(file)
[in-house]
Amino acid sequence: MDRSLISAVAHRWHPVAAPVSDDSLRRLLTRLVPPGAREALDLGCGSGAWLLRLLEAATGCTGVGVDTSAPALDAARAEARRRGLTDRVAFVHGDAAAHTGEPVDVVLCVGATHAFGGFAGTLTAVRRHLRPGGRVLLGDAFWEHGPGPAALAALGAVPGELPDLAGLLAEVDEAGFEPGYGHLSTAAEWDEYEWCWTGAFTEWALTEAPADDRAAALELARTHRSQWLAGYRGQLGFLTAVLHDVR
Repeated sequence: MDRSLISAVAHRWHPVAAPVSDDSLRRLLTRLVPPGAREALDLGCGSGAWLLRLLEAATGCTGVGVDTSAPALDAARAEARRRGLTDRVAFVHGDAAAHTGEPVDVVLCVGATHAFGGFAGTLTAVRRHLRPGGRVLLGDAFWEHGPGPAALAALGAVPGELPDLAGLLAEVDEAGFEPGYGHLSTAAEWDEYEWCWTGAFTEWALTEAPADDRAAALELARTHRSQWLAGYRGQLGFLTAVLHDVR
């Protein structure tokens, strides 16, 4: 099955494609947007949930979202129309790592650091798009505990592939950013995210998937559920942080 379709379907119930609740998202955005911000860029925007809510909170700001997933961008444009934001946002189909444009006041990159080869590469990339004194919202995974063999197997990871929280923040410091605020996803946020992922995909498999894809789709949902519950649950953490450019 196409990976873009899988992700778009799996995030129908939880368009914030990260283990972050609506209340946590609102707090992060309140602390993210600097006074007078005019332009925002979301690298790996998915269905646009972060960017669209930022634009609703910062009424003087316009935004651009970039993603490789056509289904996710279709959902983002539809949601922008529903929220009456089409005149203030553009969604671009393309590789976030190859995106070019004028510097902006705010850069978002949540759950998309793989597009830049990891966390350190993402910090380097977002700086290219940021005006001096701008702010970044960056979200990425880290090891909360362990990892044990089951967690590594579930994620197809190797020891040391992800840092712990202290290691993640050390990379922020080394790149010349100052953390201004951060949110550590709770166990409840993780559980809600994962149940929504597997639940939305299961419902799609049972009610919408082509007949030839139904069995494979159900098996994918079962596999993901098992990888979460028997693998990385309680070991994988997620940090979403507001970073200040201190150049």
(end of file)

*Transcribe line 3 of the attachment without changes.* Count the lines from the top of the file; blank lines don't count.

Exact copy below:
Repeated sequence: MDRSLISAVAHRWHPVAAPVSDDSLRRLLTRLVPPGAREALDLGCGSGAWLLRLLEAATGCTGVGVDTSAPALDAARAEARRRGLTDRVAFVHGDAAAHTGEPVDVVLCVGATHAFGGFAGTLTAVRRHLRPGGRVLLGDAFWEHGPGPAALAALGAVPGELPDLAGLLAEVDEAGFEPGYGHLSTAAEWDEYEWCWTGAFTEWALTEAPADDRAAALELARTHRSQWLAGYRGQLGFLTAVLHDVR